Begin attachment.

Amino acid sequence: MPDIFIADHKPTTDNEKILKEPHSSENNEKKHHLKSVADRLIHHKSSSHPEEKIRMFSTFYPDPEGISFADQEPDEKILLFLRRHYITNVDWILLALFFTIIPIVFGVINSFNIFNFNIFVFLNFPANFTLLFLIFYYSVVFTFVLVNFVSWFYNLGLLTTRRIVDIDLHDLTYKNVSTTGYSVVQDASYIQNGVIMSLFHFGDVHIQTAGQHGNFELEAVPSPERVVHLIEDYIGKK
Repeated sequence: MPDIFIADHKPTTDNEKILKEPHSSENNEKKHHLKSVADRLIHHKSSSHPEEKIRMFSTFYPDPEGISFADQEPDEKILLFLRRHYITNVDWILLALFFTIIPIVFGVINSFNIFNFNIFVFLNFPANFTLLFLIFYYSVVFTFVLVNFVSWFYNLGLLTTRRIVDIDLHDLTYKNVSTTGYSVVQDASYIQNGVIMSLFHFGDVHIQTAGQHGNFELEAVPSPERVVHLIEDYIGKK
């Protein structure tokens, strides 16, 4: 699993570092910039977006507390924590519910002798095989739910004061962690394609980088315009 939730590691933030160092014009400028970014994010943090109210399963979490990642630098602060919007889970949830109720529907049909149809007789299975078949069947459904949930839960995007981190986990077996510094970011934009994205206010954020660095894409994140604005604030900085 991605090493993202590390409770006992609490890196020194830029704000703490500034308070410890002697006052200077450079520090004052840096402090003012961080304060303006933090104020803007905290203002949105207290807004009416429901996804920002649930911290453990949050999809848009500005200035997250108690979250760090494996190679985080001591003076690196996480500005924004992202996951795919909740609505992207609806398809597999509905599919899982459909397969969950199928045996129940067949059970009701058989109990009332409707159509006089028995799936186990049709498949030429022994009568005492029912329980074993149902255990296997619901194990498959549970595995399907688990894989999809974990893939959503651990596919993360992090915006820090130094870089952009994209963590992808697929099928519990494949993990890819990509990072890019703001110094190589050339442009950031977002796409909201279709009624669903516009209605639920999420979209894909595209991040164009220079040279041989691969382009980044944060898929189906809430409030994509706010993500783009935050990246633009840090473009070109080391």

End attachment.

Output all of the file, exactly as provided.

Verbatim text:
Amino acid sequence: MPDIFIADHKPTTDNEKILKEPHSSENNEKKHHLKSVADRLIHHKSSSHPEEKIRMFSTFYPDPEGISFADQEPDEKILLFLRRHYITNVDWILLALFFTIIPIVFGVINSFNIFNFNIFVFLNFPANFTLLFLIFYYSVVFTFVLVNFVSWFYNLGLLTTRRIVDIDLHDLTYKNVSTTGYSVVQDASYIQNGVIMSLFHFGDVHIQTAGQHGNFELEAVPSPERVVHLIEDYIGKK
Repeated sequence: MPDIFIADHKPTTDNEKILKEPHSSENNEKKHHLKSVADRLIHHKSSSHPEEKIRMFSTFYPDPEGISFADQEPDEKILLFLRRHYITNVDWILLALFFTIIPIVFGVINSFNIFNFNIFVFLNFPANFTLLFLIFYYSVVFTFVLVNFVSWFYNLGLLTTRRIVDIDLHDLTYKNVSTTGYSVVQDASYIQNGVIMSLFHFGDVHIQTAGQHGNFELEAVPSPERVVHLIEDYIGKK
């Protein structure tokens, strides 16, 4: 699993570092910039977006507390924590519910002798095989739910004061962690394609980088315009 939730590691933030160092014009400028970014994010943090109210399963979490990642630098602060919007889970949830109720529907049909149809007789299975078949069947459904949930839960995007981190986990077996510094970011934009994205206010954020660095894409994140604005604030900085 991605090493993202590390409770006992609490890196020194830029704000703490500034308070410890002697006052200077450079520090004052840096402090003012961080304060303006933090104020803007905290203002949105207290807004009416429901996804920002649930911290453990949050999809848009500005200035997250108690979250760090494996190679985080001591003076690196996480500005924004992202996951795919909740609505992207609806398809597999509905599919899982459909397969969950199928045996129940067949059970009701058989109990009332409707159509006089028995799936186990049709498949030429022994009568005492029912329980074993149902255990296997619901194990498959549970595995399907688990894989999809974990893939959503651990596919993360992090915006820090130094870089952009994209963590992808697929099928519990494949993990890819990509990072890019703001110094190589050339442009950031977002796409909201279709009624669903516009209605639920999420979209894909595209991040164009220079040279041989691969382009980044944060898929189906809430409030994509706010993500783009935050990246633009840090473009070109080391």